State Senator Jeff Danielson has decided not to seek the Democratic nomination in Iowa’s first Congressional district, he told KWWL’s Ron Steele on September 21.

“I’ll remain focused on the Cedar Valley and support the candidates and causes I care about.”

Danielson is a professional firefighter for the City of Cedar Falls. He says that important obligation and commitment, in addition to his obligations as a current Iowa State Senator, make very difficult, if not impossible, to run a successful campaign for U.S. Congress at this time.

Danielson had been considering the race for several months, with a view to pushing Iowa Democrats to ditch “canned messages” and “purity tests” in favor of issues with broad appeal: “keeping people safe,” “being fiscally responsible,” investing in education, providing access to health care, and “focusing on an economy that rewards work.”

Four Democrats are running against two-term Representative Rod Blum: State Representative Abby Finkenauer, Thomas Heckroth, George Ramsey III, and Courtney Rowe. I’m not aware of any others exploring this race. So far Finkenauer and Heckroth have more endorsements than the others in the field.

After the jump I’ve enclosed audio clips from recent stump speeches by Heckroth, Ramsey, Rowe, and a surrogate for Finkenauer. Bleeding Heartland previously posted the audio and transcript of Finkenauer’s remarks to a Democratic audience in Des Moines.

The 20 counties in IA-01 contain 159,852 active registered Democrats, 142,665 Republicans, and 188,949 no-party voters, according to the latest figures from the Secretary of State’s office. The district will be a top target for Democrats in Iowa and nationally. Last November, Blum ran about 5 points ahead of Donald Trump, who carried IA-01 with 48.7 percent of the vote, compared to 45.2 percent for Hillary Clinton.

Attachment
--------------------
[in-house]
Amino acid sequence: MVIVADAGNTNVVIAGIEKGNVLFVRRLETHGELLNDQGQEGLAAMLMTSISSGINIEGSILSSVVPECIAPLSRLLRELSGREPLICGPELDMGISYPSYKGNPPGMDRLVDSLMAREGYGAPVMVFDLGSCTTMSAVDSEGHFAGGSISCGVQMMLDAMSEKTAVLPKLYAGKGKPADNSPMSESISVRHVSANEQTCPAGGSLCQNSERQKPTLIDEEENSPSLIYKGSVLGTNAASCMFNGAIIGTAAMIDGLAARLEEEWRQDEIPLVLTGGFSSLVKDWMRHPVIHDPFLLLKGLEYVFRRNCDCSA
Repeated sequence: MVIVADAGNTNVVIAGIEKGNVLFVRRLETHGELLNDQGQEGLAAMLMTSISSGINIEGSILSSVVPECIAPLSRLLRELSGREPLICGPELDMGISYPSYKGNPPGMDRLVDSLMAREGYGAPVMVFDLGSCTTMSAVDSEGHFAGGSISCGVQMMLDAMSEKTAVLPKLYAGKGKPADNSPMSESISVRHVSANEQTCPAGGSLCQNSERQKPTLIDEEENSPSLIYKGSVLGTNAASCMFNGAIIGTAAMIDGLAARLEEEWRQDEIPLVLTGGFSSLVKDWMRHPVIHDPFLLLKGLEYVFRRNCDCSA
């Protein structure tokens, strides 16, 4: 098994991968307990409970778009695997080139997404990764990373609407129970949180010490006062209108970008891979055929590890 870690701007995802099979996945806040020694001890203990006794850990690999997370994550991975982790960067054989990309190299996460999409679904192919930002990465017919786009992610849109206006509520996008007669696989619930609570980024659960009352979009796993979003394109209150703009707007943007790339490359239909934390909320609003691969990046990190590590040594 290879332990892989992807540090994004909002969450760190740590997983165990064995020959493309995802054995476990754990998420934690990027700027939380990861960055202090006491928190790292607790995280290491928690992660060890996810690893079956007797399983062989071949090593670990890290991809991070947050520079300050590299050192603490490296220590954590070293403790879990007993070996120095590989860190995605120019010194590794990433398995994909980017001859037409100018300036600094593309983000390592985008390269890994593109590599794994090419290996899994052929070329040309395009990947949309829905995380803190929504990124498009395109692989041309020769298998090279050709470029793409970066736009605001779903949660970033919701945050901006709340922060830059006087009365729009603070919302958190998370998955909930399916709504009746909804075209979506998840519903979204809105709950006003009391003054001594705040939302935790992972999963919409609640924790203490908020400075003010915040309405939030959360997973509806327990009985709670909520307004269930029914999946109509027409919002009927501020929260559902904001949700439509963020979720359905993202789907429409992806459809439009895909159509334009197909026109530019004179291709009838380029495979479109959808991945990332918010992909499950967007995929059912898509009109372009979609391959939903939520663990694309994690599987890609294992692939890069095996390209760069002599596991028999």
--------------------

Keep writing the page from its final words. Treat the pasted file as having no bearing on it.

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All four Iowans approve Harvey aid, debt ceiling deal in House

The U.S. House easily approved legislation on Friday to keep the Federal Emergency Management Agency from running out of Hurricane Harvey disaster relief money over the weekend. The same bill included a short-term debt ceiling hike and language to fund the federal government through December 8.

I was surprised to see all four of Iowa’s House members in the yes column (roll call). Both of our senators had voted against the Harvey aid package in the upper chamber. I expected Representative Steve King (IA-04) and possibly Representative Rod Blum (IA-01) to follow suit.

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Grassley, Ernst vote against Harvey aid/debt ceiling package

With only a few days left before the Federal Emergency Management Agency runs out of disaster relief funds, the U.S. Senate approved $15.25 billion in funding for those affected by Hurricane Harvey today. Eighty senators voted for the legislation, even though GOP lawmakers were said to be “furious” when President Donald Trump agreed yesterday to a Democratic proposal linking Harvey aid to a short-term debt ceiling hike and language to fund the federal government through December 8.

Iowa’s Senators Chuck Grassley and Joni Ernst were among the seventeen Republican senators who voted against today’s bill (roll call). In a statement enclosed in full below, Ernst said she supported a “clean” Hurricane Harvey relief bill, like the one U.S. House members approved on September 6 by 419 votes to 3. All four Iowans supported that bill: Republicans Rod Blum (IA-01), David Young (IA-03), and Steve King (IA-04), and Democrat Dave Loebsack (IA-02).

Carefully avoiding direct criticism of Trump, Ernst added in her statement, “Unfortunately a final deal was cut and while it includes initial relief funding, it also raises the debt limit and kicks the can down the road once again on our overall government spending levels. This is not the right way to legislate, and quite frankly, it is exactly what the American people are sick and tired of.”

I assume Grassley opposed the Harvey aid bill for similar reasons. At this writing, his office has not released a statement; I will update this post as needed with any public comment.

The Senate bill goes back to the House, where Democratic support is assured but a large number of Republicans will bolt over the debt ceiling hike and short-term spending resolution. I’ll be surprised if King or Blum votes for the bill; Young could go either way. UPDATE: All four Iowans voted for the revised bill in the U.S. House. I posted statements from King and Blum here.